But experienced international business lawyers would respond more practically. What the two crimes have in common is the perpetrator’s need for secrecy. The same methods used to conceal income - methods revealed in the Panama Papers - are often used to hide evidence of bribes. Since the number of investigations under the Foreign Corrupt Practices Act (FCPA) began to skyrocket a decade ago, practitioners helping clients comply with anti-bribery rules have learned that one of the brightest of “red flags” is the involvement of an offshore company in a tax haven.  Or, what might better be called havens from transparency or secrecy jurisdictions.

The OECD Report mentioned above states that more than a third of the 400 hundred plus bribery cases studied involved the use of a corporate affiliate, often a company located in a secrecy jurisdiction. The Panama Papers tell the same story in a different way. The leaked documents show the offshore holdings of twelve current and former world leaders, 128 other public officials and politicians around the world and several associates of Russian President Putin.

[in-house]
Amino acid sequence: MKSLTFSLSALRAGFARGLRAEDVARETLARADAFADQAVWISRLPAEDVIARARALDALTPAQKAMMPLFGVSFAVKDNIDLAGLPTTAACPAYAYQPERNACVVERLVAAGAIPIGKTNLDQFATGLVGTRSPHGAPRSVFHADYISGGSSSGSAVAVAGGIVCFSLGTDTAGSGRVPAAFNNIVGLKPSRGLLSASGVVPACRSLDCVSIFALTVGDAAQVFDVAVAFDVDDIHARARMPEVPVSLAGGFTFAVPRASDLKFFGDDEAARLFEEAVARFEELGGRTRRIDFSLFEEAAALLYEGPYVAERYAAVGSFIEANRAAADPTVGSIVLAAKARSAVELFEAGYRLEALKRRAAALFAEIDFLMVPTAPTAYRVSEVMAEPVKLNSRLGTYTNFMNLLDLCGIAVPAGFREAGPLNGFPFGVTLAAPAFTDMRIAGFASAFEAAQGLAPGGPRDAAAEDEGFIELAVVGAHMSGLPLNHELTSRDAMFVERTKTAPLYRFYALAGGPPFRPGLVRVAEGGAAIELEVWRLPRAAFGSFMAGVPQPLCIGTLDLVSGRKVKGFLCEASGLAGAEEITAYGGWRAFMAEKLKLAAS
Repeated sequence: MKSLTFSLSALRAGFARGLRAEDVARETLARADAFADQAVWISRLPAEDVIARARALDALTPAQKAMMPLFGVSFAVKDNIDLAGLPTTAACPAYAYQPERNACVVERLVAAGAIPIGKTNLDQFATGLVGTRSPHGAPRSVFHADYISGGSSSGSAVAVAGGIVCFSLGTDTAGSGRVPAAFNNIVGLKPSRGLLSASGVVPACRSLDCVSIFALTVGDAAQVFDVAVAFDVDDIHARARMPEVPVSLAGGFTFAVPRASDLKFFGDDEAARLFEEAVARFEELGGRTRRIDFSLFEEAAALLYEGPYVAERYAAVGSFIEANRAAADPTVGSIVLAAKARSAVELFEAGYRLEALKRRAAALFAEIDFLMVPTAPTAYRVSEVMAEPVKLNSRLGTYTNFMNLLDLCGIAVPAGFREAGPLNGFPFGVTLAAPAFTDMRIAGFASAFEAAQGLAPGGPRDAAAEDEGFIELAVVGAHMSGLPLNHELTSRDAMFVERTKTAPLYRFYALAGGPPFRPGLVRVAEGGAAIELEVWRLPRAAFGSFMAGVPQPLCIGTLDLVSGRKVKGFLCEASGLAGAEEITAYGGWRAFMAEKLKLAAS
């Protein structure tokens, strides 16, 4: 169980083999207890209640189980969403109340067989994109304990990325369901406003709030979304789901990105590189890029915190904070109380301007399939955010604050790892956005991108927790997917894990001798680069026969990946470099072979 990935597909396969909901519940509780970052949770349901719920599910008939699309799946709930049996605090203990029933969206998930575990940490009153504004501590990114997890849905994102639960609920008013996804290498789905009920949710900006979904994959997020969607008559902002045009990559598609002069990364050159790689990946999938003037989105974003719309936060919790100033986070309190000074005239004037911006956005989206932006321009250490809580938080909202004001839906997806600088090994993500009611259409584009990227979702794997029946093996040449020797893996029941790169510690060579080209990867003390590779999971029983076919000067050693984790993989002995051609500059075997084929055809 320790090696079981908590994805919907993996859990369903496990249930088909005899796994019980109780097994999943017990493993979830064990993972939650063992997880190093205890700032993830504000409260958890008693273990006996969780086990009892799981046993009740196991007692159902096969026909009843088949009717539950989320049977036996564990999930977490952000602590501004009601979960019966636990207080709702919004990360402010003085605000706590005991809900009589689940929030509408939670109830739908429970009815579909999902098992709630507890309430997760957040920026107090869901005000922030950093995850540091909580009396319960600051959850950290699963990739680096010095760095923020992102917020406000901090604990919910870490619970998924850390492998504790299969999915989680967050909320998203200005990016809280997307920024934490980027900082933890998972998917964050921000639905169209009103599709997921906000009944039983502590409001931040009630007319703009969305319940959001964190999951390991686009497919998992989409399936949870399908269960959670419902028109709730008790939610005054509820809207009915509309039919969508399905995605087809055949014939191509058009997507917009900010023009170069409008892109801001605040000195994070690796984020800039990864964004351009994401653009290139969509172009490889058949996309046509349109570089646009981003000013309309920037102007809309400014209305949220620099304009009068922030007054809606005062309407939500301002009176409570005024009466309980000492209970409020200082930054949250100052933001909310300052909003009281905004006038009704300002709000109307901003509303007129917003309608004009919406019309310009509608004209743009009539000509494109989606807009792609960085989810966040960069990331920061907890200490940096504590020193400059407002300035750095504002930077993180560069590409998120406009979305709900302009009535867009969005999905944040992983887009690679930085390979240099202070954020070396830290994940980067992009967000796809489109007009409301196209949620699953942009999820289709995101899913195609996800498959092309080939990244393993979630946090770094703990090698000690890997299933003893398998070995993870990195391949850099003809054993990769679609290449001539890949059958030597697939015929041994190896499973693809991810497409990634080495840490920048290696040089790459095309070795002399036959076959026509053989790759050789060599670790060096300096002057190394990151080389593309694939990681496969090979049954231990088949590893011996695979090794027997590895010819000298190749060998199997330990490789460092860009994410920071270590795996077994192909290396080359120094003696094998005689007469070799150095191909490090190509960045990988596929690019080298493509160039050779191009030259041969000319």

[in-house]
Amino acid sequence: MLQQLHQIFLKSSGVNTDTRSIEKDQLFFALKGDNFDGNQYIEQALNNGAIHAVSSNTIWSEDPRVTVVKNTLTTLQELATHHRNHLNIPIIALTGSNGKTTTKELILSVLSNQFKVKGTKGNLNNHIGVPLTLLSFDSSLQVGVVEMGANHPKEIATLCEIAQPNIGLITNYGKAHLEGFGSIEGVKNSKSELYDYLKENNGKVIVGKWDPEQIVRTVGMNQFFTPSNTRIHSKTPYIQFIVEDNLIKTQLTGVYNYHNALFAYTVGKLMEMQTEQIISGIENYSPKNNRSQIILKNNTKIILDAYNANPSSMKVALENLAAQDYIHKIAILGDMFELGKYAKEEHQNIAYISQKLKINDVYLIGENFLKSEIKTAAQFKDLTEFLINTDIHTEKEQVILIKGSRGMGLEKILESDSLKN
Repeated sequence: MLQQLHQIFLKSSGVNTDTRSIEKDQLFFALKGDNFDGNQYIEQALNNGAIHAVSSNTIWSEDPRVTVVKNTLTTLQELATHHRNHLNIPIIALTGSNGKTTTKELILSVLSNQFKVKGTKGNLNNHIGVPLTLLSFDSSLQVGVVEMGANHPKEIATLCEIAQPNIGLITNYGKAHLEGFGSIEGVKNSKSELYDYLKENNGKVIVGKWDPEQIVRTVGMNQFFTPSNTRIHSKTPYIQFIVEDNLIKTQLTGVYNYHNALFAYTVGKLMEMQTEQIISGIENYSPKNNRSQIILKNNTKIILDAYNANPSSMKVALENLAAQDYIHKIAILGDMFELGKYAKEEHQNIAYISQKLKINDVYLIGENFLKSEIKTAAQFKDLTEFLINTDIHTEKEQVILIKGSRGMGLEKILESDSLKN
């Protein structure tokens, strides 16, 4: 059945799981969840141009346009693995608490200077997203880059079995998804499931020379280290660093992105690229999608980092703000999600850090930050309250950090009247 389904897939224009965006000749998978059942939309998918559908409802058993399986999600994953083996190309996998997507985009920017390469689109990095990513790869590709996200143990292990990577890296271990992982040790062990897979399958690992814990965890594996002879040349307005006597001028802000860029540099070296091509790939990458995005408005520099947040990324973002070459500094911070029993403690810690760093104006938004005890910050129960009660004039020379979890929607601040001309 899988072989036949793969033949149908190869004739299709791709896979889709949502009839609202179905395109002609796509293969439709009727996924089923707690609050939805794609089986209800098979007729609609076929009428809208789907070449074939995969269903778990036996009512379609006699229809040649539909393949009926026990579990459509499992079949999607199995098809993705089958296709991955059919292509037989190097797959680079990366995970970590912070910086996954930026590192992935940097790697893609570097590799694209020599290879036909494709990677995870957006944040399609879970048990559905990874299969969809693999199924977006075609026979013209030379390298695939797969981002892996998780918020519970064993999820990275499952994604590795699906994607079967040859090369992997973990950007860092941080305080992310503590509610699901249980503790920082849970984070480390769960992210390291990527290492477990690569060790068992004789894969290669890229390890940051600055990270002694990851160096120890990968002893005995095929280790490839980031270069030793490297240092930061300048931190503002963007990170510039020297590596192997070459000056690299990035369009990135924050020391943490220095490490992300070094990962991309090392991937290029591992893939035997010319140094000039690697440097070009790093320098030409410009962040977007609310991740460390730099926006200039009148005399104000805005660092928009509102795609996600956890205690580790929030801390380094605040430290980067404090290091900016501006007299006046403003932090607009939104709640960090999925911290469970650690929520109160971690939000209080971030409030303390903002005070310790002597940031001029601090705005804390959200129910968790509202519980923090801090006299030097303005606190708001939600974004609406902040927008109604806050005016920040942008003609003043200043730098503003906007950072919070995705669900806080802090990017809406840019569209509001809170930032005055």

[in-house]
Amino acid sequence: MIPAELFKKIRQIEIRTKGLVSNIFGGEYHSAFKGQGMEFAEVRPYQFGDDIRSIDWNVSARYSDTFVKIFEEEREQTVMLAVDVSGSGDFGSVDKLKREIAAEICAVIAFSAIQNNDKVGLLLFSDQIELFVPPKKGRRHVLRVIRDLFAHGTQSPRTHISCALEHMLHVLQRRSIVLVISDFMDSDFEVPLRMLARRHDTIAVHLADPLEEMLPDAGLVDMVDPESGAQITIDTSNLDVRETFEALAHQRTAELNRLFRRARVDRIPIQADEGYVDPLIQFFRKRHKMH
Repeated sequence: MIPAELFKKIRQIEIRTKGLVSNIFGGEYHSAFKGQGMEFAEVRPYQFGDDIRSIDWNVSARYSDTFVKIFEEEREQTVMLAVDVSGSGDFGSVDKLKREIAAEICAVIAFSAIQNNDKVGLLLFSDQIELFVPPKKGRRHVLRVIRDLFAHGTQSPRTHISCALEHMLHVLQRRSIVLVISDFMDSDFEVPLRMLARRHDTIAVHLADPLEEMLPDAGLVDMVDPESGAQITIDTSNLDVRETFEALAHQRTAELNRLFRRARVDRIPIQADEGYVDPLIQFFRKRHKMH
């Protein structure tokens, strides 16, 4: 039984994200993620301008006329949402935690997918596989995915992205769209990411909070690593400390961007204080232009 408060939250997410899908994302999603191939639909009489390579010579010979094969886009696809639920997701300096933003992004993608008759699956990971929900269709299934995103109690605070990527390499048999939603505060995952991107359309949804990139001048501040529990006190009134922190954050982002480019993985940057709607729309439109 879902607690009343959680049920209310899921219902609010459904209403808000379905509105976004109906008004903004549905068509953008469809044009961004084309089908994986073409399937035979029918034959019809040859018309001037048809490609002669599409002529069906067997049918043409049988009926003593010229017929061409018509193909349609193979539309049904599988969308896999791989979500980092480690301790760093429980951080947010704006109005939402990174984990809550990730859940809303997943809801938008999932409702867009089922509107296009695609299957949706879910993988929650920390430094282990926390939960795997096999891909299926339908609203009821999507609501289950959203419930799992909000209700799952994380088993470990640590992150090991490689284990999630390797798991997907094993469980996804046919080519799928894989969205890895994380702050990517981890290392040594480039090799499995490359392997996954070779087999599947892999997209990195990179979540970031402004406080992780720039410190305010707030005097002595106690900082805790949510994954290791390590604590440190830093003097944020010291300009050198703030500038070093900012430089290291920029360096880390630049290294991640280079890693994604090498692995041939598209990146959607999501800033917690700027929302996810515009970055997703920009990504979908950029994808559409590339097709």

Some of that wealth may have legitimate sources.  But, not surprisingly, the Securities and Exchange Commission (SEC), which is one of the agencies charged with enforcing the FCPA, is reportedly scrutinizing the Panama Papers for any evidence of violations.

My next blog will take a final look at secrecy jurisdictions - from the point-of-view of illegal trafficking in arms, narcotics and human beings.

Monday, June 27, 2016

The Panama Papers Are Only The Tip Of The Iceberg

Most international business lawyers know that the use of offshore companies disclosed in the Panama Papers - as massive as it is - represents only the tip of an iceberg of wealth, tax evasion, corruption and international crime.